What an emotional rollercoaster this morning has been! It started off extremely well: meditation right after waking up and yum-scrum pumpkin pancakes for breakfast (prepped and ready to mix up the night before!), all with the snow twinkling in at us in the new day's sunshine. Kind of a perfect late autumn morning, frankly. My first fall in Western New York is quickly turning into my first winter, and my first time experiencing this much snow and freezing temperatures this early in November. Somehow, despite the fact that I don't have a proper coat for snow and my partner wasn't due to put his snow tires on until tomorrow, it has so far been quite pretty and fairly magical, rather like living inside a holiday card, and, if chillier than I'd prefer, not especially inconvenient.
Until this morning, when my car decided that 13°F was toooo much (or, well, too little), and refused to start, and Eli's car got stuck in our icy drive the moment he tried to turn around. After an hour, some hot water, and lots of pushing later (and twice more getting stuck), we got his car back in the driveway properly, and mine, too, decided it would join in on all the fun and started up, and all was well that ended well.
I so easily could have set about my day cranky from the wasted hour, and the tramping around in the cold and ice, and the leftover stress of having thought we were stuck on our remote property with neither car working. Instead, I found myself stamping the snow off my boots and smiling, thankful-to-bursting that my partner and I are both kinds of people who, when met with a frustrating problem, don't resort to sniping or finger-pointing or even excessive irritation. It's not that we don't get fussed, but the bulk of each of our responses is to pretty calmly think about the problem and try to problem solve.
That's practically magic. It's the coolest thing that all of us have the power within to take a deep breath, let go of the emotional responses that won't serve us, and move forward with a clear mind and heart, so that once the problem is solved, all that's left is satisfaction or relief that you got it done. And while we happen to be two people whose instinctual responses are already to take that breath in between realizing the problem and reacting, that in no way means it isn't something anyone can train themselves to do. Certainly in higher stress situations I have to work much harder and am much more aware of the effort to stop, slow down, breathe, then respond; that I had to learn. But it can be learned, and it helps keep things in such better perspective. It didn't make any sense to get worried or irritated or angry this morning. It wouldn't have made my car start, and we didn't have anything more important than an average day to get to, no planes to catch or medical emergencies. After a certain point, it was honestly pretty hard not to laugh at it all, my useless car neatly in her spot, Eli's trying to nestle dangerously near to it, half off the driveway. Humans are kind of silly. We get ourselves into silly predicaments. All of this isn't to make light of real problems. There are plenty of obstacles and struggles too big or too messy, or simply too sad, to take very easily in stride. But it's worth reminding ourselves that not everything is a real problem. In fact, a whooole lot isn't. So it's worth spending more time taking deep breaths and meeting our problems with a slightly calmer mind. Humans may be silly, but we're also pretty good problem solvers, and if we get out of our way a little bit, we're great problem solvers.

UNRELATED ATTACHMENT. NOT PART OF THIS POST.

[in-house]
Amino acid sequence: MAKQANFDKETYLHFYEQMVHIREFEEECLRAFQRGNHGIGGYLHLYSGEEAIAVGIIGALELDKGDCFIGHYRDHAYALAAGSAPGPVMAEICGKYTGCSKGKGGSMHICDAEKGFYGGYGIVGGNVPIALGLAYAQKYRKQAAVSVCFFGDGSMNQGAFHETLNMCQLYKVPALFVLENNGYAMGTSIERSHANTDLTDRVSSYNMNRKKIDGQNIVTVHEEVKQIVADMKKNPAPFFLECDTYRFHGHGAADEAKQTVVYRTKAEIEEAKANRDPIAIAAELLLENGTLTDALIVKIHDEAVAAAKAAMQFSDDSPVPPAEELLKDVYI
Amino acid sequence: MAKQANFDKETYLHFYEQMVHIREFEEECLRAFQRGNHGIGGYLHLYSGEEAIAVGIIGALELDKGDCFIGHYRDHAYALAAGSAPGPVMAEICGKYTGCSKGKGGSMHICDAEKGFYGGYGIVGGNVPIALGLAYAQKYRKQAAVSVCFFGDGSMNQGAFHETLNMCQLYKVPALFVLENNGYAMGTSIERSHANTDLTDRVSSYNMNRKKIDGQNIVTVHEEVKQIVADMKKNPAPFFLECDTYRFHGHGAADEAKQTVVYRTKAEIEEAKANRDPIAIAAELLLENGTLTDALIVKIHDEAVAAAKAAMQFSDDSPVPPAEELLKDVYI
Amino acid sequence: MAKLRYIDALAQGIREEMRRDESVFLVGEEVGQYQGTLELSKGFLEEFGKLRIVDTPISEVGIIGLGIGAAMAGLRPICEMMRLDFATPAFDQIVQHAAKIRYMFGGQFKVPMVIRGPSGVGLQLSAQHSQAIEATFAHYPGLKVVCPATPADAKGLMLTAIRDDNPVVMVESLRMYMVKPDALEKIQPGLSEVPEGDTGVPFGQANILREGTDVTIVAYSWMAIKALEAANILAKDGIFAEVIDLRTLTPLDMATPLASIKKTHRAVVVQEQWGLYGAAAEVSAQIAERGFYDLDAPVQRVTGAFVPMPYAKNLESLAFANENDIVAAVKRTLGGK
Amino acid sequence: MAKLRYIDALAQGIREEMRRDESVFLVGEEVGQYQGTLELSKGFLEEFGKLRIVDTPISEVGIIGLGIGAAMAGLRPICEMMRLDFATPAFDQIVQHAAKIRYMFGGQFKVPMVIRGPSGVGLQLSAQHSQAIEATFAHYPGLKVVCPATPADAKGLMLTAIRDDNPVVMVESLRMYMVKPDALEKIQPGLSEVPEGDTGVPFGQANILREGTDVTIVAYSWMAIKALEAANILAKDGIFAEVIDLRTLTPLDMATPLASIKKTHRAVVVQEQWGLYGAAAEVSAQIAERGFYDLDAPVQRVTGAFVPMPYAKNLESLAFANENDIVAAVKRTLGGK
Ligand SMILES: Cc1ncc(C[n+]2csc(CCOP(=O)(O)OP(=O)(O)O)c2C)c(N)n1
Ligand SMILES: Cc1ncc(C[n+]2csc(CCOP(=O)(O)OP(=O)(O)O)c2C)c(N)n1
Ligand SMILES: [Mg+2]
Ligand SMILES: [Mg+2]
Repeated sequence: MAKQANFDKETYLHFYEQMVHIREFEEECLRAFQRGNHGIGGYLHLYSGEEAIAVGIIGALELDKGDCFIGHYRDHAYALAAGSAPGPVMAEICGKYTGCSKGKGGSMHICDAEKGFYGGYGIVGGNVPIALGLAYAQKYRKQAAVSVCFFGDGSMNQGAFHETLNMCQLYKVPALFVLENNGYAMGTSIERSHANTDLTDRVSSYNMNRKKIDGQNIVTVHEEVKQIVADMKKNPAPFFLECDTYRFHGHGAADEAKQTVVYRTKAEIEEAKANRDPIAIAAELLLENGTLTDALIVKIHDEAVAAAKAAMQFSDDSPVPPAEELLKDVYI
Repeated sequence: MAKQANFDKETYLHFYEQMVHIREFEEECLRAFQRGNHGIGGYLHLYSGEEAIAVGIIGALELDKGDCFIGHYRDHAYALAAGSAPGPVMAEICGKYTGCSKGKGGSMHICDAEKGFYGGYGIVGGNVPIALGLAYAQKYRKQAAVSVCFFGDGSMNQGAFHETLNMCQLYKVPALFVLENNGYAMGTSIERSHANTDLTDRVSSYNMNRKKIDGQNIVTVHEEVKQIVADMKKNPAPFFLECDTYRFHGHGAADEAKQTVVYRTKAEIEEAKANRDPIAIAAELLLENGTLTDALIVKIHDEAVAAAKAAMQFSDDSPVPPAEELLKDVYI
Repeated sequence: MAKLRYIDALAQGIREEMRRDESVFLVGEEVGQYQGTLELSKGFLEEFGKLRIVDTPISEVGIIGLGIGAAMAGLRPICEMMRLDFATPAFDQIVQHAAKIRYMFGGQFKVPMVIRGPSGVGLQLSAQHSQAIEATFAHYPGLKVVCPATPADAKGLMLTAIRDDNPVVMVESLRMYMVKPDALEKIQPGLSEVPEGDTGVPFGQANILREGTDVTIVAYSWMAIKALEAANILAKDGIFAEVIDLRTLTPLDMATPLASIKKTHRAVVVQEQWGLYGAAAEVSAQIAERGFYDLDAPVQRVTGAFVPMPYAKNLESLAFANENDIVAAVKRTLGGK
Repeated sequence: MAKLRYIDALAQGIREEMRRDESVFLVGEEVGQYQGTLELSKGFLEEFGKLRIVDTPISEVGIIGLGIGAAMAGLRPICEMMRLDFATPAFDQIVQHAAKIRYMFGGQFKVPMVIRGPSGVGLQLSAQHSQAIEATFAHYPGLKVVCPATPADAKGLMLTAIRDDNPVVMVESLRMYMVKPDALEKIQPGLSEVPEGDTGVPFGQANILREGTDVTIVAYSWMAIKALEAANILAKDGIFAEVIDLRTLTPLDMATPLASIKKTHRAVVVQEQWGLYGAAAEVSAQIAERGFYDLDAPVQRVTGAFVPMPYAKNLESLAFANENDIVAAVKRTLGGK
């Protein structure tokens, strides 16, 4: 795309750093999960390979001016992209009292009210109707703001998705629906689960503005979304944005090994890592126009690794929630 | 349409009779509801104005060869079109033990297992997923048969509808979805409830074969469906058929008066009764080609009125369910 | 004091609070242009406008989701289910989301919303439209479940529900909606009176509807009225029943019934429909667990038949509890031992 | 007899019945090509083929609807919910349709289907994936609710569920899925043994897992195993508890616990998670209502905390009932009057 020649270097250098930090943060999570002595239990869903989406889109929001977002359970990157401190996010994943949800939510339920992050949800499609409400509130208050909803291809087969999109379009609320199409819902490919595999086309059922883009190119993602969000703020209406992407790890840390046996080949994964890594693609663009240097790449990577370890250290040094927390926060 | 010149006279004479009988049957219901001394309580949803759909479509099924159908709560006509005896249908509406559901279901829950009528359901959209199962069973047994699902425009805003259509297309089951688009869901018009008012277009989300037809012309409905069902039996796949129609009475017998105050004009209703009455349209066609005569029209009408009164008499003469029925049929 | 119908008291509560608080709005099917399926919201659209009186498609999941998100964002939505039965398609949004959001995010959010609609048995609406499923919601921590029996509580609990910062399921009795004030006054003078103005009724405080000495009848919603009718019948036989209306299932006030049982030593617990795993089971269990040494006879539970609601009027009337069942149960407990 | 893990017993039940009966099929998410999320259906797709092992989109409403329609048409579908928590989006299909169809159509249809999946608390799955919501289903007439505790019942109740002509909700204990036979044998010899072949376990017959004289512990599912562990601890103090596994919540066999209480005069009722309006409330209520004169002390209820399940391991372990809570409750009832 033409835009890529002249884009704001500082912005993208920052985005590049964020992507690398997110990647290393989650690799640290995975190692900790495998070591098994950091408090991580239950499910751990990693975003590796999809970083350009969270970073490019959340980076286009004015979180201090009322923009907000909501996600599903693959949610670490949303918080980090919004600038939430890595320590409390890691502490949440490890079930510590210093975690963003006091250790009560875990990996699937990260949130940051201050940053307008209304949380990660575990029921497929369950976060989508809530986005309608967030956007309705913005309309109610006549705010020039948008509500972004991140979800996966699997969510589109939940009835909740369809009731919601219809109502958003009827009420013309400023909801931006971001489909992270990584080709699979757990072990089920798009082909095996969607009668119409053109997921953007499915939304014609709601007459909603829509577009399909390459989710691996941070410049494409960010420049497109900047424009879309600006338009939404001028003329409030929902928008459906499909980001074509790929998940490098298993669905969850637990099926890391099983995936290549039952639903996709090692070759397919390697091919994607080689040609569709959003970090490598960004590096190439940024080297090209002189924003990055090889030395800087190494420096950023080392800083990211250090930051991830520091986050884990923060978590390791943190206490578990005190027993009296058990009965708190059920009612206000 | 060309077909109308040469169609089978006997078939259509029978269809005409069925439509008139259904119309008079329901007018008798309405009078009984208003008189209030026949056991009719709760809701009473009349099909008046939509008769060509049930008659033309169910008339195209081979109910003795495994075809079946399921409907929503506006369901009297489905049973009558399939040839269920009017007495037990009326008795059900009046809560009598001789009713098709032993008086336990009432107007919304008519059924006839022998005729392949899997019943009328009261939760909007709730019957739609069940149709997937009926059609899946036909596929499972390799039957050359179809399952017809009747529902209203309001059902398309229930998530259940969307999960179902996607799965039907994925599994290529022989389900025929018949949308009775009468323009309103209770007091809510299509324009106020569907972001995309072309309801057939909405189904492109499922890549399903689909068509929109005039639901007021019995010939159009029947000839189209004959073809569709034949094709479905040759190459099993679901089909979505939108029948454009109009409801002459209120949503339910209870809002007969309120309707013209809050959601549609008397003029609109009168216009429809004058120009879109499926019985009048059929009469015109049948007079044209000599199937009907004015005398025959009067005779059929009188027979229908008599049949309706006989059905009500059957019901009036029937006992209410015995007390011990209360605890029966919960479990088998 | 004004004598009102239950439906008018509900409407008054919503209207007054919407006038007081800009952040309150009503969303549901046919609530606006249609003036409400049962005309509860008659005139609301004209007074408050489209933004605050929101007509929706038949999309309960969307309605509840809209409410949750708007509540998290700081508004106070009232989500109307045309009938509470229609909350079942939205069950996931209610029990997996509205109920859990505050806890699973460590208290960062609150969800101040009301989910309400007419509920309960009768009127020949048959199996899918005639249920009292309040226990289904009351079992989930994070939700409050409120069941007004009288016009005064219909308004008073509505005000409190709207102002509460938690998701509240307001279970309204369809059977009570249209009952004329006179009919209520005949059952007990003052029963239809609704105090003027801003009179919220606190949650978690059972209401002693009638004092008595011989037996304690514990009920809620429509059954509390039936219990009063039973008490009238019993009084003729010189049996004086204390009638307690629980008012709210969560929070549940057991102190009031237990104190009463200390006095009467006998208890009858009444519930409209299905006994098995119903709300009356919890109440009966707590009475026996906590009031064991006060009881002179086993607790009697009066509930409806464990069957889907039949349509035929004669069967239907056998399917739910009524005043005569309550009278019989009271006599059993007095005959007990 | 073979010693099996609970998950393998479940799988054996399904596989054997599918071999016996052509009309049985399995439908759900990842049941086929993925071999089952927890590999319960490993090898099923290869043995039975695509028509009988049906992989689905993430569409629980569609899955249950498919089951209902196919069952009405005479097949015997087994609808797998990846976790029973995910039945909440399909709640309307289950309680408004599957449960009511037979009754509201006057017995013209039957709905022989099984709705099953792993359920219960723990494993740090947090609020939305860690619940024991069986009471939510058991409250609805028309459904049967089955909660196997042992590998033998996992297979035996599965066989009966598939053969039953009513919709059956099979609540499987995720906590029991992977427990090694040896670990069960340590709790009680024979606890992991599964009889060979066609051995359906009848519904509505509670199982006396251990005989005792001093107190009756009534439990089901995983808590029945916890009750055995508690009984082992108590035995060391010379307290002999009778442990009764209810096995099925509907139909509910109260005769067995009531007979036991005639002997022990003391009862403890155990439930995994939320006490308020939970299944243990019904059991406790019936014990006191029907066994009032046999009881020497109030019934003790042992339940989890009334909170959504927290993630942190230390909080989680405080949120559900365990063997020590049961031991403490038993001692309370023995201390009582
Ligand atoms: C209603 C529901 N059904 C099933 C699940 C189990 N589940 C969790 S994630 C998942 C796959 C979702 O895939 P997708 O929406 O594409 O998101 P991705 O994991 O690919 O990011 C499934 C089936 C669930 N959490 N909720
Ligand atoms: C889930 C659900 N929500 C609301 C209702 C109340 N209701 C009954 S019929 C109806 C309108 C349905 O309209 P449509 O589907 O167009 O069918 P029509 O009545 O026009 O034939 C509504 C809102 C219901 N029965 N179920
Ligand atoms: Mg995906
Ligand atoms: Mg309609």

So if you need me, I'll be working on taking deep breaths and getting out of my own way. And definitely eating the last pumpkin pancake. Happy Wednesday!